I will issue an apology for this post up front. I am going to be flirting with some logical fallacies in posing my questions (somewhat rhetorical). I do so only because I have yet to come up with a better way to start the conversation. So I say the questions are somewhat rhetorical because I do feel they do need an answer at some point, but I don’t think they can be answered simply, nor could someone answer them in a short conversation. However, we should be thinking about these questions.
My first question has to do with taxing the rich because of income inequality. I thought about this when I saw this tweet and the accompanying NPR story where the federal reserve is stating income inequality hurts growth. There can be some economic truth to this. I won’t detail it, but let’s assume the truth in the fed reserve statement that income inequality can hurt growth. The immediate response to this is we should tax the rich more to redistribute that money back to the lower and middle class to make the income more equal. This is where I have a problem. Are we really a free country when we have government deciding how much stuff is too much stuff?
(I am separating this since this is somewhat a straw man argument, but meant to provoke thought) If someone has a billion dollars, should we maybe tax their new income at 98% since they don’t really need it, where as maybe we could tax someone just coming out of bankruptcy 0% to help them get ahead? What about if you own a speed boat, a fishing boat, and a pontoon boat? Maybe we should tax you more because you don’t really need 3 boats? Maybe you should pay a fee every year if you own another freezer other than the one on your fridge since you can afford extra food and electricity, you must have extra money. You see how absurd these scenarios are, but that is the point. It might not sound absurd to charge a billionaire more than you, but it is so dangerous to let government with the power of force decide that. What happens when they decide it is a million dollars? $500,000? $150,000? $90,000? What if they decide 300% of minimum wage starts requiring equalization, so at $45,000 they start taking 50, 60, 80% of your income? That is my point, no one can tell me what level is fair, why it is fair, and even if it really even sounds fair once you start putting it that way.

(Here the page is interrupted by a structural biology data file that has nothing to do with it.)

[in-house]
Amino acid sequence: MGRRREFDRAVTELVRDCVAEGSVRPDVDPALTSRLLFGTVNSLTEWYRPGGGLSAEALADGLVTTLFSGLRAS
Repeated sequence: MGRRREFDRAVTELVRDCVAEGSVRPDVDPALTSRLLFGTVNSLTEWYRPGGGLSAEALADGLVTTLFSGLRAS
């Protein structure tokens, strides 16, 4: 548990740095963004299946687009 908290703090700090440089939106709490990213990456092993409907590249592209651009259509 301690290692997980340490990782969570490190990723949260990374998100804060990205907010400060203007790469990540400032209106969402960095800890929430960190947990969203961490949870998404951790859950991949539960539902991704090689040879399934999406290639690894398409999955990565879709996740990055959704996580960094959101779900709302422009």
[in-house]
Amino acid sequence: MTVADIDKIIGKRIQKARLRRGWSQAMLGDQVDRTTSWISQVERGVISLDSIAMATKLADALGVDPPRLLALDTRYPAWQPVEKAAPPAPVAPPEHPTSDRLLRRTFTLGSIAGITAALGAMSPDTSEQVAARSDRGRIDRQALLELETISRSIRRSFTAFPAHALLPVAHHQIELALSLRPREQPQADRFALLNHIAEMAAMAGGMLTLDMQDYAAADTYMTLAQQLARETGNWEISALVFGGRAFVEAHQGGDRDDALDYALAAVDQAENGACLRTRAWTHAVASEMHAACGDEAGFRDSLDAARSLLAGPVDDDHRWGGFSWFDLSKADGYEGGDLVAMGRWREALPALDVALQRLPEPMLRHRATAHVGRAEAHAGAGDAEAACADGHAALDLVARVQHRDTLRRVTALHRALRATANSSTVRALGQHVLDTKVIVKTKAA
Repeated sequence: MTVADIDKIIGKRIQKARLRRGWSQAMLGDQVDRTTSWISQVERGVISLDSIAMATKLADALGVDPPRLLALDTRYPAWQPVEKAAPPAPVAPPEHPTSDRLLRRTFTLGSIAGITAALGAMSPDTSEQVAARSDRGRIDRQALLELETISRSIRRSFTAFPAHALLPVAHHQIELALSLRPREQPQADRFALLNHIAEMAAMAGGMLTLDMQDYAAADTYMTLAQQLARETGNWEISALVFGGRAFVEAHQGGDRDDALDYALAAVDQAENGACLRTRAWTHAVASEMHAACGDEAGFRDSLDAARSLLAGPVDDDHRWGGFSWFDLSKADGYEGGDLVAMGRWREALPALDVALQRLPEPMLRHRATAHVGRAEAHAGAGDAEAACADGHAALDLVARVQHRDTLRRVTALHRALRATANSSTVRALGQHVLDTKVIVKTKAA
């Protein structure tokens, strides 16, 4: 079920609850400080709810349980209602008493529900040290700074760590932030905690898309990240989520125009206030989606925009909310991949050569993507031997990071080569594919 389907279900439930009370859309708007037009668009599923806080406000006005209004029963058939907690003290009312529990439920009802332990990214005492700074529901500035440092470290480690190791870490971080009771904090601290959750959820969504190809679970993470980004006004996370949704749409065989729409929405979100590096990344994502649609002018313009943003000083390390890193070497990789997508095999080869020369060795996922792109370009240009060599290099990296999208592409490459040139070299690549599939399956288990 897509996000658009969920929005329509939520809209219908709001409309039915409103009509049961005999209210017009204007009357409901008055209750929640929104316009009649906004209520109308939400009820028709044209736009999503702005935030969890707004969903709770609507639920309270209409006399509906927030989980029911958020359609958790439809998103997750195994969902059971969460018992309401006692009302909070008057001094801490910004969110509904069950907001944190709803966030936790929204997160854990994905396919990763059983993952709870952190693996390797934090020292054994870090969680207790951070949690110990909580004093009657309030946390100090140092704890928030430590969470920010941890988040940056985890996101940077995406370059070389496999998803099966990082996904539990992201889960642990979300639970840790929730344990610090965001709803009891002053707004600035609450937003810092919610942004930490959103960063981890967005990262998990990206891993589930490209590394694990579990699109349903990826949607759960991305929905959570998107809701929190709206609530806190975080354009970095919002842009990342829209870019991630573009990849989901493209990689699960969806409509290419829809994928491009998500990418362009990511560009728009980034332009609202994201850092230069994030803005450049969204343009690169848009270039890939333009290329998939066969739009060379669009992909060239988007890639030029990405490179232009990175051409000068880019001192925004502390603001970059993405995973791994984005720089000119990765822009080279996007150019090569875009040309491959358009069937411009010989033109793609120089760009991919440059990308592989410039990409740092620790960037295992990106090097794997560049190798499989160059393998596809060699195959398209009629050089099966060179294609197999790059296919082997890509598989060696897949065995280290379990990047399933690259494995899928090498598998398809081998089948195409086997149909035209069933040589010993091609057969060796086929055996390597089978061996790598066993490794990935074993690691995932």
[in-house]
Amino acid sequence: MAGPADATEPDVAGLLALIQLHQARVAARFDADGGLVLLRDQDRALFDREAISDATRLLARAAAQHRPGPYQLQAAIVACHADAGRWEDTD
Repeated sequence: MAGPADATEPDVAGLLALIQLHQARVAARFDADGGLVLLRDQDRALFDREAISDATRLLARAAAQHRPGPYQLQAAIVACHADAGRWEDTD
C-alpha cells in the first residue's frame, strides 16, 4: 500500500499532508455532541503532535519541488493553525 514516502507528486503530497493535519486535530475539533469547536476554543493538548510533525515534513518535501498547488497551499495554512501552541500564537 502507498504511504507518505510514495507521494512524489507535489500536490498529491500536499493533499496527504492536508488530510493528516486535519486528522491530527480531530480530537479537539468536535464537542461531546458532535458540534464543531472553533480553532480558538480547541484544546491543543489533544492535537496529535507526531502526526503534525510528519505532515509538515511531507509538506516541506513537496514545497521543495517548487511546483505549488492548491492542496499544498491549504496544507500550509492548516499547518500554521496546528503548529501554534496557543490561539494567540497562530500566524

The other part about income equalization is our income inequality is entirely our fault. We have become so entitled to anything and everything we want that we have made the rich very rich. I have blogged on this on a couple of occasions; we have the power to tax the rich. We will have to give up some convenience, perhaps put off some purchases. We might even feel a little pinch in our pocketbook for a little while, but if we buy local, bank local, save money, grow gardens, buy union, buy USA made and avoid those large corporations as much as possible, we would quickly transform our economy and put more money back in the hands of the middle class. When we say the rich are too rich and expect the government to take away their wealth, we are asking the government to take away money from someone by force that we all gave to them voluntarily by buying their products. If you don’t want someone to be rich, don’t buy from someone who is rich.
My other question about taxes in general is how much is enough? We have an aging population, so all of us are going to have to realize that we may have to go with a little less to take care of them. It is simply a matter of fact. Since we produce less in the US, we have less. Our population is aging, and has more needs. They are going to have to spend their savings on their care. People of my generation, we are going to have to help them, save for ourselves, and likely work longer than our parents. We have to change our entitlement mentality and realize we are going to have to sacrifice more for our parents, or grandparents, and our children. But how much of that should be done by the government? And how much do they need?
This is a bit of a straw man question as well because it isn’t easy for someone to answer. But if there is anything I can’t stand is how angry the liberals get with me when I ask them this question. It is an honest question. You can’t take all of a rich person’s money. You can’t take all of my money. We shouldn’t even take most of a person’s money. We should take only what is necessary, and that should be applied judiciously. Not because the rich can’t pay, but because we voluntarily gave the money to the rich by purchasing their product, it is unfair for us to then go reclaim our money by force through the government. So how much should we tax the rich without putting the freedom of the American Dream of becoming rich in jeopardy?
And Now For Something Completely Different
I wanted to put this in because I am often told I am too hard on the liberals. However, I found one of my favorite conservative libertarians falling victim to a myriad of logical fallacies recently, and it is only right I call him out on it.